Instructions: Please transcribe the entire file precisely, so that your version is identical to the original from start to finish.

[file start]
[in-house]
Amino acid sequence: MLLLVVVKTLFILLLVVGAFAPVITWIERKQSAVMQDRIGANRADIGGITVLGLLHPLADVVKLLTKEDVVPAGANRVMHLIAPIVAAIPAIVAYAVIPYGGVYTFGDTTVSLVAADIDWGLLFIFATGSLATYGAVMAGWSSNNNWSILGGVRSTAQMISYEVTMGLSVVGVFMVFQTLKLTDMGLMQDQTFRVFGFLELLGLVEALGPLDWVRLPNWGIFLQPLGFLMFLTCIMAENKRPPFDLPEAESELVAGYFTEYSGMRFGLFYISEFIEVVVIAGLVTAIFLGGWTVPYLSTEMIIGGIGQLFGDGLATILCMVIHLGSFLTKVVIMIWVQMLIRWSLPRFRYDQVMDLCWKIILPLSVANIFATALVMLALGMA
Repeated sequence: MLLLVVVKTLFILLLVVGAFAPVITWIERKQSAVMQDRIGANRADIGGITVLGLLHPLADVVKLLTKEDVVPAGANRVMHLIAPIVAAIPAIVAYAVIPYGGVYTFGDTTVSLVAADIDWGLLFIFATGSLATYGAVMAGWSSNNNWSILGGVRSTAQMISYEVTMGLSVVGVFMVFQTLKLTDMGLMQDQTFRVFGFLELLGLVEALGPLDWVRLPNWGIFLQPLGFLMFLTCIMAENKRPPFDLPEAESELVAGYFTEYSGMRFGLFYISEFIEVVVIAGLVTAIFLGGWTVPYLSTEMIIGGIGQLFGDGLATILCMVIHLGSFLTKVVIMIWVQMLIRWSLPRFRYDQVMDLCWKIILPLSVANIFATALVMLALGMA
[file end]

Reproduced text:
[in-house]
Amino acid sequence: MLLLVVVKTLFILLLVVGAFAPVITWIERKQSAVMQDRIGANRADIGGITVLGLLHPLADVVKLLTKEDVVPAGANRVMHLIAPIVAAIPAIVAYAVIPYGGVYTFGDTTVSLVAADIDWGLLFIFATGSLATYGAVMAGWSSNNNWSILGGVRSTAQMISYEVTMGLSVVGVFMVFQTLKLTDMGLMQDQTFRVFGFLELLGLVEALGPLDWVRLPNWGIFLQPLGFLMFLTCIMAENKRPPFDLPEAESELVAGYFTEYSGMRFGLFYISEFIEVVVIAGLVTAIFLGGWTVPYLSTEMIIGGIGQLFGDGLATILCMVIHLGSFLTKVVIMIWVQMLIRWSLPRFRYDQVMDLCWKIILPLSVANIFATALVMLALGMA
Repeated sequence: MLLLVVVKTLFILLLVVGAFAPVITWIERKQSAVMQDRIGANRADIGGITVLGLLHPLADVVKLLTKEDVVPAGANRVMHLIAPIVAAIPAIVAYAVIPYGGVYTFGDTTVSLVAADIDWGLLFIFATGSLATYGAVMAGWSSNNNWSILGGVRSTAQMISYEVTMGLSVVGVFMVFQTLKLTDMGLMQDQTFRVFGFLELLGLVEALGPLDWVRLPNWGIFLQPLGFLMFLTCIMAENKRPPFDLPEAESELVAGYFTEYSGMRFGLFYISEFIEVVVIAGLVTAIFLGGWTVPYLSTEMIIGGIGQLFGDGLATILCMVIHLGSFLTKVVIMIWVQMLIRWSLPRFRYDQVMDLCWKIILPLSVANIFATALVMLALGMA